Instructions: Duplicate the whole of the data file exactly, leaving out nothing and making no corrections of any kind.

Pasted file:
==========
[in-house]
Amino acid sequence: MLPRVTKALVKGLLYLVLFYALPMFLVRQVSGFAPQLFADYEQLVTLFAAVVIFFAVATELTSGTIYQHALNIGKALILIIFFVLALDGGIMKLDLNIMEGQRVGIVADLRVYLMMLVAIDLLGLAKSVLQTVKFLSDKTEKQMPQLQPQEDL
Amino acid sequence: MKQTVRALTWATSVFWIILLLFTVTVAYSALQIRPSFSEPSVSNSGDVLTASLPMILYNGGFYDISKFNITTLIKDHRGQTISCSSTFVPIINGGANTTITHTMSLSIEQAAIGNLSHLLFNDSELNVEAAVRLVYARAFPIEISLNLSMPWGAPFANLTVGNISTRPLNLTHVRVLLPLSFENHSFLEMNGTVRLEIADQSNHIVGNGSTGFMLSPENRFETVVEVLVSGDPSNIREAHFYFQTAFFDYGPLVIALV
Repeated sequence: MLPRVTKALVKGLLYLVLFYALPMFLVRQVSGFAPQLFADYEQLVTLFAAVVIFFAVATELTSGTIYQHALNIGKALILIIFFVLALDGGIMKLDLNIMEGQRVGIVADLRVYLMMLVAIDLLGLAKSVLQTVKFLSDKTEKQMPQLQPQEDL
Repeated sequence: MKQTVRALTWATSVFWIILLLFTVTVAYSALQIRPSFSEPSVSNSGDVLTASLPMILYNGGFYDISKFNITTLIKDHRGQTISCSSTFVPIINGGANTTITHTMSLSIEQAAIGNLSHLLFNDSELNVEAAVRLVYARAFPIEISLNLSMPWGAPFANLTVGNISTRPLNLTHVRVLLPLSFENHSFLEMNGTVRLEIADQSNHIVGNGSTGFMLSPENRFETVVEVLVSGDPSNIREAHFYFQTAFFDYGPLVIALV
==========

[in-house]
Amino acid sequence: MLPRVTKALVKGLLYLVLFYALPMFLVRQVSGFAPQLFADYEQLVTLFAAVVIFFAVATELTSGTIYQHALNIGKALILIIFFVLALDGGIMKLDLNIMEGQRVGIVADLRVYLMMLVAIDLLGLAKSVLQTVKFLSDKTEKQMPQLQPQEDL
Amino acid sequence: MKQTVRALTWATSVFWIILLLFTVTVAYSALQIRPSFSEPSVSNSGDVLTASLPMILYNGGFYDISKFNITTLIKDHRGQTISCSSTFVPIINGGANTTITHTMSLSIEQAAIGNLSHLLFNDSELNVEAAVRLVYARAFPIEISLNLSMPWGAPFANLTVGNISTRPLNLTHVRVLLPLSFENHSFLEMNGTVRLEIADQSNHIVGNGSTGFMLSPENRFETVVEVLVSGDPSNIREAHFYFQTAFFDYGPLVIALV
Repeated sequence: MLPRVTKALVKGLLYLVLFYALPMFLVRQVSGFAPQLFADYEQLVTLFAAVVIFFAVATELTSGTIYQHALNIGKALILIIFFVLALDGGIMKLDLNIMEGQRVGIVADLRVYLMMLVAIDLLGLAKSVLQTVKFLSDKTEKQMPQLQPQEDL
Repeated sequence: MKQTVRALTWATSVFWIILLLFTVTVAYSALQIRPSFSEPSVSNSGDVLTASLPMILYNGGFYDISKFNITTLIKDHRGQTISCSSTFVPIINGGANTTITHTMSLSIEQAAIGNLSHLLFNDSELNVEAAVRLVYARAFPIEISLNLSMPWGAPFANLTVGNISTRPLNLTHVRVLLPLSFENHSFLEMNGTVRLEIADQSNHIVGNGSTGFMLSPENRFETVVEVLVSGDPSNIREAHFYFQTAFFDYGPLVIALV